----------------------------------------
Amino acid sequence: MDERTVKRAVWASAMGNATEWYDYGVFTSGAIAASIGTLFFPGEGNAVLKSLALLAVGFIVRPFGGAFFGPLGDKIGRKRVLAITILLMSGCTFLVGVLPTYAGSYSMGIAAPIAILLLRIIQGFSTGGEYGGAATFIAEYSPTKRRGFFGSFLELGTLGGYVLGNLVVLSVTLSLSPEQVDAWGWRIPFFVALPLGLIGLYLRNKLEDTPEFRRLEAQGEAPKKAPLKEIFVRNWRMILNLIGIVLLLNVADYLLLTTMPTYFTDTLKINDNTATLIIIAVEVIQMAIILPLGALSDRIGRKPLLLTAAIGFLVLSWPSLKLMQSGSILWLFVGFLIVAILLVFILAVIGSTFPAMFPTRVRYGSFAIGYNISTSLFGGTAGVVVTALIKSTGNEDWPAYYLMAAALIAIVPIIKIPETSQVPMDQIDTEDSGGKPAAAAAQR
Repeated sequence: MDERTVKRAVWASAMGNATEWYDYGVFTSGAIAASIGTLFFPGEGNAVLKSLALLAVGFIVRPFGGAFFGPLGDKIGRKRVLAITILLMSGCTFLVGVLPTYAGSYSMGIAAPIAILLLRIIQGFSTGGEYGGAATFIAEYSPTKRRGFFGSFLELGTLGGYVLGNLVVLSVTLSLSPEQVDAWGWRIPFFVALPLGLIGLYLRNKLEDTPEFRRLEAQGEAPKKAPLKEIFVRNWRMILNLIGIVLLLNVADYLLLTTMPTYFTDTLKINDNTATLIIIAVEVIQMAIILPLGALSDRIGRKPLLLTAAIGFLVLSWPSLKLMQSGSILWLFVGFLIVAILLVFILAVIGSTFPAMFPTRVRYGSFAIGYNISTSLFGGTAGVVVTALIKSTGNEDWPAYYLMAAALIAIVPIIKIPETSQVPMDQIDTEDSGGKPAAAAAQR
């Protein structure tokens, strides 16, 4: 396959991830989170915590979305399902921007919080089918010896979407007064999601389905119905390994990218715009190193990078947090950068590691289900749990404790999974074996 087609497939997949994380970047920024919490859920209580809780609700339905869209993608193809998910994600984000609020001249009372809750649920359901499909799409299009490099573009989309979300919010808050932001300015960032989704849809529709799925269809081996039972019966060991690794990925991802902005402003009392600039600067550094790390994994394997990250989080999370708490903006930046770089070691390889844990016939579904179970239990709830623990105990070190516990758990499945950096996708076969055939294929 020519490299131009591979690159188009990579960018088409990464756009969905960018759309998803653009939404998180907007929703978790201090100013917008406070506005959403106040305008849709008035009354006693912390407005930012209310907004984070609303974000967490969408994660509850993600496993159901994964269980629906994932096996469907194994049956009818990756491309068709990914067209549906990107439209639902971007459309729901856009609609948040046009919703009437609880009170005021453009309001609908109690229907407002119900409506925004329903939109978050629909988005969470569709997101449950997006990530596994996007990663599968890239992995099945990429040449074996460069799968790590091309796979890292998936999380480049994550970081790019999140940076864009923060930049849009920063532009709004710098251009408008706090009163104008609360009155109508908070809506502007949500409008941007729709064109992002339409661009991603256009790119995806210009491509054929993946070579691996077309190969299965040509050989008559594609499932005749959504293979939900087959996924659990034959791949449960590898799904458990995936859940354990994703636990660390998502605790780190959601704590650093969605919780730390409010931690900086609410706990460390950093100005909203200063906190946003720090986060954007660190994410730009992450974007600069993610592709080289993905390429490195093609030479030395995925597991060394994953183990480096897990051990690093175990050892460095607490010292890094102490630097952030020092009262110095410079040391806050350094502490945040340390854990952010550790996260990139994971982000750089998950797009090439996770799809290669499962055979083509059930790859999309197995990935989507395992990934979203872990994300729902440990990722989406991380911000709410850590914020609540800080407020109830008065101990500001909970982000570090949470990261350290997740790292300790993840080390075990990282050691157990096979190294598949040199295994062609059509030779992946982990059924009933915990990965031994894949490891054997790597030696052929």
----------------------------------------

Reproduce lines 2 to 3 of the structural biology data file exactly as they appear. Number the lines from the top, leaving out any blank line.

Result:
Repeated sequence: MDERTVKRAVWASAMGNATEWYDYGVFTSGAIAASIGTLFFPGEGNAVLKSLALLAVGFIVRPFGGAFFGPLGDKIGRKRVLAITILLMSGCTFLVGVLPTYAGSYSMGIAAPIAILLLRIIQGFSTGGEYGGAATFIAEYSPTKRRGFFGSFLELGTLGGYVLGNLVVLSVTLSLSPEQVDAWGWRIPFFVALPLGLIGLYLRNKLEDTPEFRRLEAQGEAPKKAPLKEIFVRNWRMILNLIGIVLLLNVADYLLLTTMPTYFTDTLKINDNTATLIIIAVEVIQMAIILPLGALSDRIGRKPLLLTAAIGFLVLSWPSLKLMQSGSILWLFVGFLIVAILLVFILAVIGSTFPAMFPTRVRYGSFAIGYNISTSLFGGTAGVVVTALIKSTGNEDWPAYYLMAAALIAIVPIIKIPETSQVPMDQIDTEDSGGKPAAAAAQR
């Protein structure tokens, strides 16, 4: 396959991830989170915590979305399902921007919080089918010896979407007064999601389905119905390994990218715009190193990078947090950068590691289900749990404790999974074996 087609497939997949994380970047920024919490859920209580809780609700339905869209993608193809998910994600984000609020001249009372809750649920359901499909799409299009490099573009989309979300919010808050932001300015960032989704849809529709799925269809081996039972019966060991690794990925991802902005402003009392600039600067550094790390994994394997990250989080999370708490903006930046770089070691390889844990016939579904179970239990709830623990105990070190516990758990499945950096996708076969055939294929 020519490299131009591979690159188009990579960018088409990464756009969905960018759309998803653009939404998180907007929703978790201090100013917008406070506005959403106040305008849709008035009354006693912390407005930012209310907004984070609303974000967490969408994660509850993600496993159901994964269980629906994932096996469907194994049956009818990756491309068709990914067209549906990107439209639902971007459309729901856009609609948040046009919703009437609880009170005021453009309001609908109690229907407002119900409506925004329903939109978050629909988005969470569709997101449950997006990530596994996007990663599968890239992995099945990429040449074996460069799968790590091309796979890292998936999380480049994550970081790019999140940076864009923060930049849009920063532009709004710098251009408008706090009163104008609360009155109508908070809506502007949500409008941007729709064109992002339409661009991603256009790119995806210009491509054929993946070579691996077309190969299965040509050989008559594609499932005749959504293979939900087959996924659990034959791949449960590898799904458990995936859940354990994703636990660390998502605790780190959601704590650093969605919780730390409010931690900086609410706990460390950093100005909203200063906190946003720090986060954007660190994410730009992450974007600069993610592709080289993905390429490195093609030479030395995925597991060394994953183990480096897990051990690093175990050892460095607490010292890094102490630097952030020092009262110095410079040391806050350094502490945040340390854990952010550790996260990139994971982000750089998950797009090439996770799809290669499962055979083509059930790859999309197995990935989507395992990934979203872990994300729902440990990722989406991380911000709410850590914020609540800080407020109830008065101990500001909970982000570090949470990261350290997740790292300790993840080390075990990282050691157990096979190294598949040199295994062609059509030779992946982990059924009933915990990965031994894949490891054997790597030696052929």